MACARON, G. et al. Cognitive processing speed in multiple sclerosis clinical practice: association with patient‐reported outcomes, employment and magnetic resonance imaging metrics. European Journal of Neurology, [s. l.], v. 27, n. 7, p. 1238–1249, 2020. DOI 10.1111/ene.14239. Disponível em: http://search.ebscohost.com/login.aspx?direct=true&site=eds-live&db=c9h&AN=144222261. Acesso em: 24 set. 2020.
    • AMA:
      Macaron G, Baldassari LE, Nakamura K, et al. Cognitive processing speed in multiple sclerosis clinical practice: association with patient‐reported outcomes, employment and magnetic resonance imaging metrics. European Journal of Neurology. 2020;27(7):1238-1249. doi:10.1111/ene.14239
    • APA:
      Macaron, G., Baldassari, L. E., Nakamura, K., Rao, S. M., McGinley, M. P., Moss, B. P., Li, H., Miller, D. M., Jones, S. E., Bermel, R. A., Cohen, J. A., Ontaneda, D., & Conway, D. S. (2020). Cognitive processing speed in multiple sclerosis clinical practice: association with patient‐reported outcomes, employment and magnetic resonance imaging metrics. European Journal of Neurology, 27(7), 1238–1249. https://doi.org/10.1111/ene.14239
    • Chicago/Turabian: Author-Date:
      Macaron, G., L. E. Baldassari, K. Nakamura, S. M. Rao, M. P. McGinley, B. P. Moss, H. Li, et al. 2020. “Cognitive Processing Speed in Multiple Sclerosis Clinical Practice: Association with Patient‐reported Outcomes, Employment and Magnetic Resonance Imaging Metrics.” European Journal of Neurology 27 (7): 1238–49. doi:10.1111/ene.14239.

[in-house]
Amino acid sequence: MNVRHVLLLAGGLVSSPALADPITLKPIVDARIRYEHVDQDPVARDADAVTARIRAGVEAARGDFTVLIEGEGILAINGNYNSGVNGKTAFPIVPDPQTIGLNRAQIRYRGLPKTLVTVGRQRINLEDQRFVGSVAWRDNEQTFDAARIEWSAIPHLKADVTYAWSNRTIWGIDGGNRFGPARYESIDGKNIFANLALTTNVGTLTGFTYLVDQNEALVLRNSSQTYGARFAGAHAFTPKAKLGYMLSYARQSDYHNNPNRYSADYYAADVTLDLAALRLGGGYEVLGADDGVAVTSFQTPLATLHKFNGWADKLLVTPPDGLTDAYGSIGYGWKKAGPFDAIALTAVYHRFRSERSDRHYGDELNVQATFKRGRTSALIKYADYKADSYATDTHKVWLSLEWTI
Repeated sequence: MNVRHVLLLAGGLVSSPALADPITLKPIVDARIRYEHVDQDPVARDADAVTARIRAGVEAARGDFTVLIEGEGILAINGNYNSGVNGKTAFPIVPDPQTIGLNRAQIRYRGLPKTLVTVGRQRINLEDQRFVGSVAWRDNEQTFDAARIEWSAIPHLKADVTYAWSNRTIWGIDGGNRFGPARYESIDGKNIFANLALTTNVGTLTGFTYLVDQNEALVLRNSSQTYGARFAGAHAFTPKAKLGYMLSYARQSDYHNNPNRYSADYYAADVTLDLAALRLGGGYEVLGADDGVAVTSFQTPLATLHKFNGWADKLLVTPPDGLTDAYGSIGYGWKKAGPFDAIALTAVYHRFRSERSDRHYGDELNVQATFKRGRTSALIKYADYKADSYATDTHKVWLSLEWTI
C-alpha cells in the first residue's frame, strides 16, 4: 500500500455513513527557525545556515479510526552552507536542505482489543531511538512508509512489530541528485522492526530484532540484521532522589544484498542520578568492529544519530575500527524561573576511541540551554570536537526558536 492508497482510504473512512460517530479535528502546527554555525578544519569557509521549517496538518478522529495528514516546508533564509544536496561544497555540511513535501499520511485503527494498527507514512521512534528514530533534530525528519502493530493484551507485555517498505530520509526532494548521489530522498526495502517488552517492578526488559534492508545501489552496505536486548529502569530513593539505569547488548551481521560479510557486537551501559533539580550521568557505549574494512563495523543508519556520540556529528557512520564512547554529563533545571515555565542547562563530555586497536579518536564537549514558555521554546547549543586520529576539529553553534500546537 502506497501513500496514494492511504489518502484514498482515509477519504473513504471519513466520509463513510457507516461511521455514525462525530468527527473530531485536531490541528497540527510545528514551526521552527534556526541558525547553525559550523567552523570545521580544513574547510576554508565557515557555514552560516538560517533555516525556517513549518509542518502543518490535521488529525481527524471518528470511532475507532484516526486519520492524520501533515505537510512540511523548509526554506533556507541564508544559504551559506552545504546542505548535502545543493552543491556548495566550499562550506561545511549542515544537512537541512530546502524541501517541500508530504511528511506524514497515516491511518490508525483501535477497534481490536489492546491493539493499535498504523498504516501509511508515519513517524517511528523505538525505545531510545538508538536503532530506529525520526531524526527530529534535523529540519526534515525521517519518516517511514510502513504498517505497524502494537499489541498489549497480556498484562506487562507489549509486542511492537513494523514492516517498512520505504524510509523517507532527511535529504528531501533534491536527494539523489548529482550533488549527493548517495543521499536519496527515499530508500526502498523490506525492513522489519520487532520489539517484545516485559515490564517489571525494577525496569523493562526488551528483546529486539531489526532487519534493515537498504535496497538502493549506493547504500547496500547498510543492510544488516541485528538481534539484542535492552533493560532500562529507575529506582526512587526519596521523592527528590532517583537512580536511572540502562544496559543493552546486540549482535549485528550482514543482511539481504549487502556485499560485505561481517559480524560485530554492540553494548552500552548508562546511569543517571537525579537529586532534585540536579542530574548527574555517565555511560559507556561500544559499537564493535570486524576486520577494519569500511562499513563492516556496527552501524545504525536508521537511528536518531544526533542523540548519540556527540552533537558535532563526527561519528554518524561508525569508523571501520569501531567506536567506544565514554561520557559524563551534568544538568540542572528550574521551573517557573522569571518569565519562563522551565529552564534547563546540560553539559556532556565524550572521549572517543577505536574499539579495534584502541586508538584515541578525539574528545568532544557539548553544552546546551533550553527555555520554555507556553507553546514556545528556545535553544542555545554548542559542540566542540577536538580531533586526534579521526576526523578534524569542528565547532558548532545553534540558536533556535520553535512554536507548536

• Harvard:
      Macaron, G. et al. (2020) ‘Cognitive processing speed in multiple sclerosis clinical practice: association with patient‐reported outcomes, employment and magnetic resonance imaging metrics’, European Journal of Neurology, 27(7), pp. 1238–1249. doi: 10.1111/ene.14239.
    • Harvard: Australian:
      Macaron, G, Baldassari, LE, Nakamura, K, Rao, SM, McGinley, MP, Moss, BP, Li, H, Miller, DM, Jones, SE, Bermel, RA, Cohen, JA, Ontaneda, D & Conway, DS 2020, ‘Cognitive processing speed in multiple sclerosis clinical practice: association with patient‐reported outcomes, employment and magnetic resonance imaging metrics’, European Journal of Neurology, vol. 27, no. 7, pp. 1238–1249, viewed 24 September 2020, .
    • MLA:
      Macaron, G., et al. “Cognitive Processing Speed in Multiple Sclerosis Clinical Practice: Association with Patient‐reported Outcomes, Employment and Magnetic Resonance Imaging Metrics.” European Journal of Neurology, vol. 27, no. 7, July 2020, pp. 1238–1249. EBSCOhost, doi:10.1111/ene.14239.
    • Chicago/Turabian: Humanities:
      Macaron, G., L. E. Baldassari, K. Nakamura, S. M. Rao, M. P. McGinley, B. P. Moss, H. Li, et al. “Cognitive Processing Speed in Multiple Sclerosis Clinical Practice: Association with Patient‐reported Outcomes, Employment and Magnetic Resonance Imaging Metrics.” European Journal of Neurology 27, no. 7 (July 2020): 1238–49. doi:10.1111/ene.14239.
    • Vancouver/ICMJE:
      Macaron G, Baldassari LE, Nakamura K, Rao SM, McGinley MP, Moss BP, et al. Cognitive processing speed in multiple sclerosis clinical practice: association with patient‐reported outcomes, employment and magnetic resonance imaging metrics. European Journal of Neurology [Internet]. 2020 Jul [cited 2020 Sep 24];27(7):1238–49. Available from: http://search.ebscohost.com/login.aspx?direct=true&site=eds-live&db=c9h&AN=144222261